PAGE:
ECUMENICAL PATRIARCH WELCOMES POPE'S VISIT TO GREECE
Published by the Athens News Agency, March 22, 2001
ISTANBUL, March 22, 2001 (ANA) -- Ecumenical Patriarch Vartholomeos
welcomed the upcoming visit by Pope John Paul II to Greece in early May,
stressing that he hopes the elderly pontiffs pilgrimage will contribute
to "a climate of unity, brotherhood and love."
Vartholomeos spoke from the southern Italian region of Calabria, which
still hosts a noteworthy Greek-speaking community in lands known during
antiquity as "Magna Graecia", after accepting an invitation by the
regional government of Calabria, the council of Roman Catholic bishops
and the Orthodox Metropolis of Italy.
John Paul II will visit Greece on May 4 and 5 at a time when the
Patriarch will also be in the predominately Eastern Orthodox country in
the northeastern Greek city of Xanthi between May 2-3 and nearby Serres
from May 5-6.
The Autocephalus Church of Greeces influential Holy Synod last week
acquiesced to a pilgrimage by John Paul II the first-ever by a pontiff
to the modern Greek state and the first by a Roman Catholic pope in
Greece proper for more than 1,200 years.
ITALY EMBRACES PATRIARCH OF CONSTANTINOPLE: ORTHODOX LEADER WELCOMED IN
Published by Zenit, March 21, 2001
ROME, March 21, 2001 (Zenit) -- The patriarch of Constantinople is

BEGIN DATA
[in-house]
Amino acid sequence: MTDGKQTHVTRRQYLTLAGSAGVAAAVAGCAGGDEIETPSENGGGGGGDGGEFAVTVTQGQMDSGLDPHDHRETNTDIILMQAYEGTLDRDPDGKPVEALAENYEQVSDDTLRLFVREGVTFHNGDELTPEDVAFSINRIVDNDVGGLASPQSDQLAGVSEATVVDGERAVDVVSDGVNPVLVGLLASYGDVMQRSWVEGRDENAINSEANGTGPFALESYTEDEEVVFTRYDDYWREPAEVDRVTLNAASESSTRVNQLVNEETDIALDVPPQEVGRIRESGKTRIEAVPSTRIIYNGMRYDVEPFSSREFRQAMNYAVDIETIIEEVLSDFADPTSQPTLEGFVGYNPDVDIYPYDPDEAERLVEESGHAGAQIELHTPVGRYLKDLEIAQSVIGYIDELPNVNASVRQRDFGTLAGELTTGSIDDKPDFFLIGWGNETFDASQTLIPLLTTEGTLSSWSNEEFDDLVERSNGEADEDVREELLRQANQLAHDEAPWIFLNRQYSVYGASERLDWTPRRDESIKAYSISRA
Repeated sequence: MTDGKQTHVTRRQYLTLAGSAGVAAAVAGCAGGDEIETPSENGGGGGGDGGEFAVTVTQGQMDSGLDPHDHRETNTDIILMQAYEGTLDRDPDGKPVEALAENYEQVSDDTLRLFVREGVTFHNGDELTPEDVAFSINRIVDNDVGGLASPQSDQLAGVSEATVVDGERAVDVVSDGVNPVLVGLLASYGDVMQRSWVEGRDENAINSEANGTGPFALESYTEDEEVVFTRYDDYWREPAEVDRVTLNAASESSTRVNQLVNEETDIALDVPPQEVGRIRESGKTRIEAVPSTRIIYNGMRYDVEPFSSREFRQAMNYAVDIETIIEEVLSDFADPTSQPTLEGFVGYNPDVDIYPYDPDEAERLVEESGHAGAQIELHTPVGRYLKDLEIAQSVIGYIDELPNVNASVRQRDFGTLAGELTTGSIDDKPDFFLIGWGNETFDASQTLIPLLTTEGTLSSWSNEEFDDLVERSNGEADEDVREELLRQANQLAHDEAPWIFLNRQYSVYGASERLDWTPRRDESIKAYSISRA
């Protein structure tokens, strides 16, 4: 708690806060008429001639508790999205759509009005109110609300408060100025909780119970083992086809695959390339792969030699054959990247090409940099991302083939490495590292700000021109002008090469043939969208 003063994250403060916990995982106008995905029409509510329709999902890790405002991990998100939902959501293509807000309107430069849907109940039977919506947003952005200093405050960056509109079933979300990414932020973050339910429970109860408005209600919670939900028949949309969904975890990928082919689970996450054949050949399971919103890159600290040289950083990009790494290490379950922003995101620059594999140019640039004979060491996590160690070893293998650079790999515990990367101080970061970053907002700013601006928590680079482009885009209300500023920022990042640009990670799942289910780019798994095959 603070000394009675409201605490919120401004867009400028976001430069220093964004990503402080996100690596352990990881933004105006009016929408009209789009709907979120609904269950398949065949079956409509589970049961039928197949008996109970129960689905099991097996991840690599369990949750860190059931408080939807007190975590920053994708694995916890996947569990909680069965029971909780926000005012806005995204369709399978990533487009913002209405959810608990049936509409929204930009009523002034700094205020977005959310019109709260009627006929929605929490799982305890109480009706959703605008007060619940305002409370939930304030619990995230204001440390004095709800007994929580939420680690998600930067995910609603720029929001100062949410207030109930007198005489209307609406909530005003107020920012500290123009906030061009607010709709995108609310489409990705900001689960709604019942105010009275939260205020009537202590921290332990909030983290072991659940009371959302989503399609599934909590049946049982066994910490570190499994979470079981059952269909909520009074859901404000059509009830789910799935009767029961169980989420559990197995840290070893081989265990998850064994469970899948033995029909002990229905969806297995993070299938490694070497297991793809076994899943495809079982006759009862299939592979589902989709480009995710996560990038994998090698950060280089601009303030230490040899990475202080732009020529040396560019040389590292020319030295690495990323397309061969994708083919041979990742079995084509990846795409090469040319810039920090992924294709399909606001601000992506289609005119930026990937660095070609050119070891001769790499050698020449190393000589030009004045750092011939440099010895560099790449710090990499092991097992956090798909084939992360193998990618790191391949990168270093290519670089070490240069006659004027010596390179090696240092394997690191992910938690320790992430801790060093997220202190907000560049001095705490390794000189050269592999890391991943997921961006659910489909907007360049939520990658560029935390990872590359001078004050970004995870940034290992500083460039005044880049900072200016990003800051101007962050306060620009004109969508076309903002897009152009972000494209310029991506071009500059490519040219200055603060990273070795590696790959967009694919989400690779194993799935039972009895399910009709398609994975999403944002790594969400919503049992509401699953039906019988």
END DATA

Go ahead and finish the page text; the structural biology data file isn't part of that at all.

receiving a warm welcome in Italy's southern region of Calabria, during
a visit which officials said could help overcome the 1,000-year schism
between Rome and the East.
Patriarch Bartholomew I received honors befitting a head of state as he
toured Calabria. The patriarch's visit, which began Monday, will
culminate Thursday in an ecumenical prayer meeting that is part of the
events of the fourth congress of the local Catholic Churches of Sicily.
"I am happy to be able to visit this land, a crossroads between the
Western and Eastern world," the patriarch said. As "primus inter pares"
among Orthodox bishops, the patriarch is a symbol of the communion of
the Orthodox Churches. "I think this visit will be a contribution to a
new rapprochement between Catholics and Orthodox," he added.
The Catholic Church described the patriarch's visit as "a historic
event," to quote Archbishop Antonio Cantisani of Catanzaro, president of
the bishops' conference of Calabria. This was the first time that the
most important leader of the Orthodox Christian world set foot in this
region, which at one time was part of the Eastern Roman Empire.
Bartholomew I spoke in perfect Italian, a language he learned when he
studied canon law at the Gregorian University in Rome. No sooner he was
named ecumenical patriarch in 1991, he established the Greek Orthodox
Archdiocese of Italy, in the hope of revivifying the Orthodox presence
in the West.
The patriarch of Constantinople has jurisdiction over a few thousand
Orthodox Christians, a flock spread primarily over what today is Muslim
Turkey. The fact that the community is small, gives the patriarch more
time and freedom to assume an international role and, in particular, to
gather the Orthodox of the diaspora around the patriarchate.
This was the purpose of the patriarch's visit to Italy. It presupposes
the "culmination of a long period of rediscovery of the Greek-Orthodox
roots in this region," said Archimandrite Nilos Vatopedino, vicar
general for the Calabrias of the Italian Orthodox Archdiocese.
The Catholic Church has supported the Orthodox who live in these
European Catholic countries. The Pope has just given the patriarch a
church in Rome so that his faithful can have a place of meeting. Some
currents of the different Orthodox Churches, however, deny Catholics the
right to evangelize in Orthodox lands.